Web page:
Stocks dip as investors digest hawkish Fed remarks, eye more sanctions

U.S. stocks fell Wednesday as investors eyed more Western sanctions against Russia and digested hawkish remarks from key monetary policymakers. These suggested that more members of the Federal Reserve were open to moving aggressively to raise interest rates and bring down demand and persistently elevated levels of inflation.

The S&P 500 dropped, adding to losses after the blue-chip index ended Tuesday’s session lower by 1.3%. The Dow Jones Industrial Average and Nasdaq also extended declines. In the bond market, the benchmark 10-year Treasury yield rose to top 2.6%, marking its highest level since May 2019.

Developments on Russia’s war in Ukraine and the Western response remained in focus Wednesday as the U.S., European Union and Group of Seven readied another round of sanctions on the Kremlin. The U.S. is expected to add penalties to more Russian government officials and family members, and Russian-owned enterprises and financial institutions.

Meanwhile, hawkish commentary from Federal Reserve officials also knocked U.S. equities from their latest march higher and send Treasury yields spiking. The Fed’s meeting minutes released Wednesday afternoon showed central bankers were discussing starting quantitative tightening in the near-term, and that “many participants … would have preferred a 50 basis point increase” in benchmark interest rates at the March meeting.

The meeting minutes reaffirmed other, more recent remarks from monetary policymakers. Federal Reserve Governor Lael Brainard said Tuesday that the Federal Open Market Committee (FOMC) was “prepared to take stronger action” should already elevated indicators of inflation rates and expectations warrant such moves.

Speaking in a webcast, Brainard suggested this could include aggressive interest rate hikes and a much quicker drawdown of the Federal Reserve’s balance sheet — which has thus far ballooned to nearly $9 trillion — than in previous periods.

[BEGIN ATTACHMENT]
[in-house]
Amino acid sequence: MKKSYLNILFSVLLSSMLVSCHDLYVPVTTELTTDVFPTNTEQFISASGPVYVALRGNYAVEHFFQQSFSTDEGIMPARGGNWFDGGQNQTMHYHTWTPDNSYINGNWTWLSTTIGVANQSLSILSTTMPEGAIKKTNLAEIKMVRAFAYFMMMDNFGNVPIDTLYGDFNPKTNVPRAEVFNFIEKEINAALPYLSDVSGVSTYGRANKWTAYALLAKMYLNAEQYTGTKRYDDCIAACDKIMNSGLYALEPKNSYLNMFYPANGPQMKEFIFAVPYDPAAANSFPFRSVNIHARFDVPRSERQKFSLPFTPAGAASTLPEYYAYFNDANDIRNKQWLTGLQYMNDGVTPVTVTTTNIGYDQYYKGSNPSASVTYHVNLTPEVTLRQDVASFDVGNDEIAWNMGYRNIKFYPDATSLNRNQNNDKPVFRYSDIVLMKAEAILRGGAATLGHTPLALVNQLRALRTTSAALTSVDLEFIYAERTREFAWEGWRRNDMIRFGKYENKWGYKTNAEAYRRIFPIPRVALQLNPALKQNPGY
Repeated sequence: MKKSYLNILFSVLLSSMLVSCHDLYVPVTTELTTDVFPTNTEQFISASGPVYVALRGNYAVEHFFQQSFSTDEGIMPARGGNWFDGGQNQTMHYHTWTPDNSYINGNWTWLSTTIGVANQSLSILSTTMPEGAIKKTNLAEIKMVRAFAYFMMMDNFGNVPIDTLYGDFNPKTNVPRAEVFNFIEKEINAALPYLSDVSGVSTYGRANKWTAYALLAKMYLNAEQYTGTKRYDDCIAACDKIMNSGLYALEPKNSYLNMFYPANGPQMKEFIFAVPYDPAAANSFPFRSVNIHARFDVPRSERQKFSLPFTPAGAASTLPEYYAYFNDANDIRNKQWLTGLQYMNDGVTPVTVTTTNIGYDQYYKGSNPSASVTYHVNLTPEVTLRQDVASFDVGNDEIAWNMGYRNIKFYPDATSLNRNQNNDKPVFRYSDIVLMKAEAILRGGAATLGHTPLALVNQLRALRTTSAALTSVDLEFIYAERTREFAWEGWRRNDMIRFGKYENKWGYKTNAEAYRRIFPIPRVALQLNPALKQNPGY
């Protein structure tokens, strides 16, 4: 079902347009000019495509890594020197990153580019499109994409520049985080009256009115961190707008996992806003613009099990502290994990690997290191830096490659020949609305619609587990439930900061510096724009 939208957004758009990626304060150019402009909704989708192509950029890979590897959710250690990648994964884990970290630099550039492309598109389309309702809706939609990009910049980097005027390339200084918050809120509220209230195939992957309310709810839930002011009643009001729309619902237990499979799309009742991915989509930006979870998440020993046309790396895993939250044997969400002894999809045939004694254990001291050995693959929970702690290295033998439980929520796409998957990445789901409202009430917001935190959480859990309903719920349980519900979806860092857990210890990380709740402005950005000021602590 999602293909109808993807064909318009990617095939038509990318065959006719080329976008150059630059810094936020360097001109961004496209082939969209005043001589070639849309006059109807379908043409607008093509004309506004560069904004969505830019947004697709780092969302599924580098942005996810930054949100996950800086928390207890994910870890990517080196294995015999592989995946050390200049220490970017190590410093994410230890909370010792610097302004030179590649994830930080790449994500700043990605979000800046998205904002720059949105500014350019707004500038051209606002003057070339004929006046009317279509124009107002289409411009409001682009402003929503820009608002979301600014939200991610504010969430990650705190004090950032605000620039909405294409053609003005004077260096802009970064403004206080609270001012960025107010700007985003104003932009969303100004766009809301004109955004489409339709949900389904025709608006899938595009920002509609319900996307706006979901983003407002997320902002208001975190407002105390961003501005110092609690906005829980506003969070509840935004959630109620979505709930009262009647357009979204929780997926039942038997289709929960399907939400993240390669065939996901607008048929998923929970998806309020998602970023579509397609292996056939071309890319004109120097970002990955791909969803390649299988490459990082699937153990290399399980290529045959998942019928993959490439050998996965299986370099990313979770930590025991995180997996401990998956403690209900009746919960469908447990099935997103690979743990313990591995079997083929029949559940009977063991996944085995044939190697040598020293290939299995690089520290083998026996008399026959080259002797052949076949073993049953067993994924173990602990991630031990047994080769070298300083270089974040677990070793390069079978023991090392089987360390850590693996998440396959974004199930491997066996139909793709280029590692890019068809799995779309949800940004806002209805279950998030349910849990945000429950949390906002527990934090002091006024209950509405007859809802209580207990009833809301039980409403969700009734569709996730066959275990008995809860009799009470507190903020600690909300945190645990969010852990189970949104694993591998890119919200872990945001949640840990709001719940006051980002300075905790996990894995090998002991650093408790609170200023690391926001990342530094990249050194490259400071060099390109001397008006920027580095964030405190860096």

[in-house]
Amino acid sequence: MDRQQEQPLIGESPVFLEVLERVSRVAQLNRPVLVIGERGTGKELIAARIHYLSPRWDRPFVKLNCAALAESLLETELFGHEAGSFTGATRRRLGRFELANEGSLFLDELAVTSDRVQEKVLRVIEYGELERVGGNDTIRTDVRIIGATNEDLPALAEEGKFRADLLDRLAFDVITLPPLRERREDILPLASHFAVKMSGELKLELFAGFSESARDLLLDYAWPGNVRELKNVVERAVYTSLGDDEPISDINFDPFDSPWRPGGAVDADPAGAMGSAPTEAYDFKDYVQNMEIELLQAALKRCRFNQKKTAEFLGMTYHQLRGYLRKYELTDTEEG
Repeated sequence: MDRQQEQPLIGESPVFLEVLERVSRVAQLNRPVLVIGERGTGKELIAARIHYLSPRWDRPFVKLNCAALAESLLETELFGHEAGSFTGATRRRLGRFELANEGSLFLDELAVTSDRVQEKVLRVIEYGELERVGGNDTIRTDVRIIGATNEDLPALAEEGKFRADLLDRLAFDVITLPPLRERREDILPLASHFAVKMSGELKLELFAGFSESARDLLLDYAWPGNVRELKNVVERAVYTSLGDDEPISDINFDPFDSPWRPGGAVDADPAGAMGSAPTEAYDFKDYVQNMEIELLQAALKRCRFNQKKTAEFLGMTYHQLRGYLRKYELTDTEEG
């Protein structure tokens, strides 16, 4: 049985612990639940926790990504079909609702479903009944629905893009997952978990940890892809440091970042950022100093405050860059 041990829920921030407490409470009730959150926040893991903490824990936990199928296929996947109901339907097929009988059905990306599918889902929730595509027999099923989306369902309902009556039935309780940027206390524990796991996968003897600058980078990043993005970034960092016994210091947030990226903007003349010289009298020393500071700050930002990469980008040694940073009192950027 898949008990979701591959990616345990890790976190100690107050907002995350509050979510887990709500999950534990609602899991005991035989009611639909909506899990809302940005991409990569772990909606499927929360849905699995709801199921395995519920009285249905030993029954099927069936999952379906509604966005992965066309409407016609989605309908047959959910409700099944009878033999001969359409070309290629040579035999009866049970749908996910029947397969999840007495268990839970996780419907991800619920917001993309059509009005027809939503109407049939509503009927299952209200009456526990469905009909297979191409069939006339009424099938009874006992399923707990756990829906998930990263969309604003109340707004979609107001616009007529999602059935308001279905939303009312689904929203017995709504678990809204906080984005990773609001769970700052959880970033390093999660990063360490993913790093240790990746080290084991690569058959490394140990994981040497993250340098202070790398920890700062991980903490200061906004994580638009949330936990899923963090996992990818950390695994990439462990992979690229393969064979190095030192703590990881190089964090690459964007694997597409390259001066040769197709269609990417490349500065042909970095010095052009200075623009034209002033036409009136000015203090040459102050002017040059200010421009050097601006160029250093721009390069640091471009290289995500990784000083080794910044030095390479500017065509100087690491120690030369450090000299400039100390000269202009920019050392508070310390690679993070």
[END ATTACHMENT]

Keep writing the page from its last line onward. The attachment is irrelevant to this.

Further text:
“Given that the recovery has been considerably stronger and faster than in the previous cycle, I expect the balance sheet to shrink considerably more rapidly than in the previous recovery, with significantly larger caps and a much shorter period to phase in the maximum caps compared with 2017–19,” Brainard said. She noted the process of reducing the Fed’s balance sheet holdings, or beginning quantitative tightening, could begin as soon as the Fed’s next meeting in May.

Other Fed members also suggested they were on board with more policy tightening in the near-term. San Francisco Fed President Mary Daly told the Financial Times on Tuesday that the case for a 50 basis-point interest rate hike — or a hike double the size of the central bank’s typical per-meeting increase — “has grown.”

“The fact is, the Fed has made it very clear … it’s paramount that they go after inflation and do whatever it takes to staunch the rise in inflation,” Quincy Krosby, chief equity strategist for LPL Financial, told Yahoo Finance Live. “They’re going to do it, and I think the market is getting the sense that this is going to be a choppy path.”

“The Fed may go until it breaks something … but it’s clear that this is their mission, and they are going to go ahead with it, full steam – more than 2017, more than 2018,” she added, referring to the last time the Federal Reserve underwent quantitative tightening several years ago.

With inflation rates in the U.S. still holding at around 40-year highs and forcing the Fed’s hand in aggressively tightening financial conditions, some on Wall Street have downgraded their expectations for U.S. and global growth. Deutsche Bank economists said Tuesday they expected the U.S. to tip into a recession at the end of next year as the Fed rapidly hikes rates to address high prices.

“We now expect the U.S. economy to be in outright recession by late next year, and the [Euro area] in a growth recession in 2024 with unemployment edging up,” Deutsche Bank economists David Folkerts-Landau and Peter Hooper said. “Our baseline view is that these developments will spill over to damp growth in much of the rest of the world and at the same time help to bring inflation back toward mandated levels, diminishing the risk of greater disruptions further down the road.”

Still, the economists noted their call for a recession next year “is currently way out of consensus” — and indeed, many on Wall Street still see a slowdown, but not necessarily a period of negative growth in the near-term domestically.

“We’re not thinking that the Fed is going to push the economy into recession,” Veronica Willis, Wells Fargo Investment Institute investment strategy analyst, told Yahoo Finance Live on Tuesday. “I think most are not expecting that. But we are expecting kind of a slowdown in economic growth…

Read More: Stocks dip as investors digest hawkish Fed remarks, eye more sanctions

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